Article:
If a member leaves the faith, or preaches against it, they’re disfellowshipped. This means that no one in the faith but their family or clergy, known as elders, are allowed to talk to the disfellowshipped person for any reason outside of necessary business. If you’ve messed up but are appropriately repentant, you are disassociated, which is more lenient in allowing you to talk to other believers at church. Both disfellowshipping and disassociation encompassed the possibility of reinstatement into the good graces of the congregation.
I will note here that disfellowshipping, which is considered quite harsh, is a more forgiving standard of association than the game of cooties. Though cooties wasn’t meant to last for years, and its practitioners way-back-when were actual children, most of whom became more mature eventually.
Nonetheless, the left has now adopted a cooties standard of non-association for people they don’t like, rather than the more lenient standard under which I, at the age of 17, was forbidden by the church announcement of my disfellowshipping from speaking to any of my childhood friends.
I share this to point out that I am still not a member of that church, even 20-some years hence.
Anyone who wants me to join their cause on pain of being shunned needs to get in line behind my family, whom I love, and behind old family friends who sincerely want me to join them in Paradise after Armageddon. They can wait behind these dear people, with whom I also do not agree, for the rest of all of our natural lives, or until they come up with a better argument.
But this kind of social practice is not a good way to run either a large, democratic society, or a cohesive, small social group, it seems to me. The faith I grew up in has one of the lowest retention rates of people born into the church of any religion in the US.
In a healthy democracy, a decent candidate for office should be asking everyone for their votes. It would be unsettling to hear a presidential candidate, for instance, start telling people to please not vote for them. Every citizen’s vote is supposed to be as good as any other’s, and so you ask everyone, even if you ask some people more intently and directly.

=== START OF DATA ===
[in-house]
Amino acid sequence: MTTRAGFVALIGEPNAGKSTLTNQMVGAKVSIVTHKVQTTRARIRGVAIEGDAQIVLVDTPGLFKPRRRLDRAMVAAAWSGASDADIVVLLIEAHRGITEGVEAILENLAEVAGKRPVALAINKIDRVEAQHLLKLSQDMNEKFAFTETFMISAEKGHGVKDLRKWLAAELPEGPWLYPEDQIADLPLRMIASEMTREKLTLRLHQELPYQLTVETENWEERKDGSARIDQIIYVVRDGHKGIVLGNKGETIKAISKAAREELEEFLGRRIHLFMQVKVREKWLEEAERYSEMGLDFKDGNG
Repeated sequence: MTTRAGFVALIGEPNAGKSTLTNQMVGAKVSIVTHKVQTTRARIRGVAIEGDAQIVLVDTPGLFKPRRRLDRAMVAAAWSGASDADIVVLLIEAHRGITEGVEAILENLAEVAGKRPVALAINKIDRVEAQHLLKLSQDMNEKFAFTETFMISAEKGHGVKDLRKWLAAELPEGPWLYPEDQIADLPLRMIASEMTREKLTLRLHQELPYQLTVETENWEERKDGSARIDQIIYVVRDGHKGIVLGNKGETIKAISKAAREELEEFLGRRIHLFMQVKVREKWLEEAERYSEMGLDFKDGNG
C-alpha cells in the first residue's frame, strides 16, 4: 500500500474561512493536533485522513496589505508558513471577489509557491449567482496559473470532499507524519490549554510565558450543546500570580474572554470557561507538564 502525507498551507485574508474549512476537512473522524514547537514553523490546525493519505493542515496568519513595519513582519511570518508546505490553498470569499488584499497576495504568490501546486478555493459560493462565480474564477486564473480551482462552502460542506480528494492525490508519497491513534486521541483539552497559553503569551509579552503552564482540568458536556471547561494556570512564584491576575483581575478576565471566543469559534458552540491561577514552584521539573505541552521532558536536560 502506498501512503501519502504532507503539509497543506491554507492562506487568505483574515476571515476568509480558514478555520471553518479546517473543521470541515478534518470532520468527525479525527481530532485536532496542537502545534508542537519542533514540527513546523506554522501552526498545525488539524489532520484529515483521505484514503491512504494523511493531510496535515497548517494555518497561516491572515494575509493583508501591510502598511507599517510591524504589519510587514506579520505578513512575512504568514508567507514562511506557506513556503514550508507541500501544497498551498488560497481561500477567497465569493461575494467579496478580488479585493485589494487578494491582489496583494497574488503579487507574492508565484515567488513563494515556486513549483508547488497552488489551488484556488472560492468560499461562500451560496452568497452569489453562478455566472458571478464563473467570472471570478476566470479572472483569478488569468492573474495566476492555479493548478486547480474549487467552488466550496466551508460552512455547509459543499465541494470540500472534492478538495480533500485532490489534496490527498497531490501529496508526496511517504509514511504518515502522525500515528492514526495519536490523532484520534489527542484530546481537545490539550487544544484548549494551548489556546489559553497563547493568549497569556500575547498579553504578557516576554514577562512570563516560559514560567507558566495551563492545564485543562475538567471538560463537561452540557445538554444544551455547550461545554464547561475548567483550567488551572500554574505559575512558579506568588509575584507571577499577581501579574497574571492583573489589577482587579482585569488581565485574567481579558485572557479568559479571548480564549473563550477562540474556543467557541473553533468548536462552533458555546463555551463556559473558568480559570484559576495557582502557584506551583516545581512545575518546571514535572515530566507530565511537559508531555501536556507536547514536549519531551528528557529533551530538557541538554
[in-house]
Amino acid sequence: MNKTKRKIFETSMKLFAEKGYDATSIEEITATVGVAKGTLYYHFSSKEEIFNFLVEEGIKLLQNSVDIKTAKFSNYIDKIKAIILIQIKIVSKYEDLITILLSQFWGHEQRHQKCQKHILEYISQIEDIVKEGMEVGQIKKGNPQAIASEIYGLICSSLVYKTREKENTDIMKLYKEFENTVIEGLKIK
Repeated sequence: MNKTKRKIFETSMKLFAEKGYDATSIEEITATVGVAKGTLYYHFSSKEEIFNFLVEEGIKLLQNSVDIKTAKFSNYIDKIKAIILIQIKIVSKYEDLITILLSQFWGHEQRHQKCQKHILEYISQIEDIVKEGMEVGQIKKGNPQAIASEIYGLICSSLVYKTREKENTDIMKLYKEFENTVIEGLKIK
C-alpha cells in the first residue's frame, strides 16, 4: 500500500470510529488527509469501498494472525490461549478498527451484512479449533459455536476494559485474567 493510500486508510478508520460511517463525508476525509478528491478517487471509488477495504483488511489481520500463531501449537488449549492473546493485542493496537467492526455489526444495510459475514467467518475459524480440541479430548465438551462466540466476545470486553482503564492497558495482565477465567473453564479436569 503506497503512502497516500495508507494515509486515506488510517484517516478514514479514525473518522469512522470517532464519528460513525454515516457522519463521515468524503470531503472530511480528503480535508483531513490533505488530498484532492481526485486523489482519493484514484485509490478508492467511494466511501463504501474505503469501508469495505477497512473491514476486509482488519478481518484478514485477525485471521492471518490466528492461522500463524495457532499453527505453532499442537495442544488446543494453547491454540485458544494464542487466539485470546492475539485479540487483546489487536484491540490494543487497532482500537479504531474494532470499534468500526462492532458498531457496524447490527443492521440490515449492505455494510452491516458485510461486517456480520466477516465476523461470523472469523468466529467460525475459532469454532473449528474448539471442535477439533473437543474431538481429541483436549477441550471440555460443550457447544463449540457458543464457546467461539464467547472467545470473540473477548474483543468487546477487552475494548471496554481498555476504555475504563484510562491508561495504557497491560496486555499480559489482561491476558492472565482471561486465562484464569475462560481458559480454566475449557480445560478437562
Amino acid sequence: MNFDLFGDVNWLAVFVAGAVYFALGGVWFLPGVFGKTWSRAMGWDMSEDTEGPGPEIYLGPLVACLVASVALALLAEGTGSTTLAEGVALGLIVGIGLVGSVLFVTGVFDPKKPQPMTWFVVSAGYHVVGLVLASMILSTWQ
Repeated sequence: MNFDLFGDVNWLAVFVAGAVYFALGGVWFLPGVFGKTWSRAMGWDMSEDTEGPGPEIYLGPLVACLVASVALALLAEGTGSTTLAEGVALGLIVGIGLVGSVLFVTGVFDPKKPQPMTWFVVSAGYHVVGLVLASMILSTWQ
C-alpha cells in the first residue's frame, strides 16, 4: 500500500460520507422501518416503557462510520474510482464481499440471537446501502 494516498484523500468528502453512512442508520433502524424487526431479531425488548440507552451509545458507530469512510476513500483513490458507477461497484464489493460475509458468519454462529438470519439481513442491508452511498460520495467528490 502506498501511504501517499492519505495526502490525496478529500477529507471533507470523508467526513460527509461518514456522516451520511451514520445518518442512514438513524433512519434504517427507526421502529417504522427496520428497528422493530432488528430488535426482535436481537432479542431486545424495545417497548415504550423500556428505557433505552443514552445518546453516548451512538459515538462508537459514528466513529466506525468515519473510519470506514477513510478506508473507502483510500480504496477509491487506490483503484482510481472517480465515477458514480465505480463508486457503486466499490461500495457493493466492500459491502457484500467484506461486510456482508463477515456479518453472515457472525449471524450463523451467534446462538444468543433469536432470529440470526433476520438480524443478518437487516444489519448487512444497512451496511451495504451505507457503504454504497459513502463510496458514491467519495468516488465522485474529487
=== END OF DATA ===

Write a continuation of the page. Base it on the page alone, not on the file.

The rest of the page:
In legislating while in office, it’s common practice to work with people of the other party to carry out basic functions of government. In most US states, and in Washington, DC, the most common situation is one of a government divided between parties. If you were a legislator forbidden from speaking to the opposition, forbidden from speaking with entire groups or organizations that had a lot of influence with your constituents, forbidden from asking the opposition for their votes when your legislation came to the floor, most of the time you wouldn’t get a lot done.
Remember all the articles that were shared in 2016 about how so-and-so had “perfectly destroyed” then-candidate Trump’s arguments? Remember how that didn’t neutralize the voting rights of the people who didn’t care about those arguments and also that he is the president now? Politics is not just an essay contest.
No one on the left badmouths the Children’s Health Insurance Program, CHIP, today, because Dennis Hastert helped get it passed, even though everyone later found out that he was a sex criminal. CHIP delivers a necessary service, it’s defended on that basis. We don’t go through and toss out necessary institutional infrastructure because it once talked to someone who’s fallen from grace.
Planned Parenthood, to take a policy group instead of an elected official, was founded by a eugenicist, Margaret Sanger. Almost everyone in mainstream politics and philanthropy was a eugenicist at the time, but this seems to come up a lot in criticisms of the organization; criticisms of women are like fictional, supernatural serial killers, and always come back for a sequel. The organization is defended on the left not because of its origins, but because they provide what we have deemed to be necessary healthcare that women of few means or in underserved areas want and need.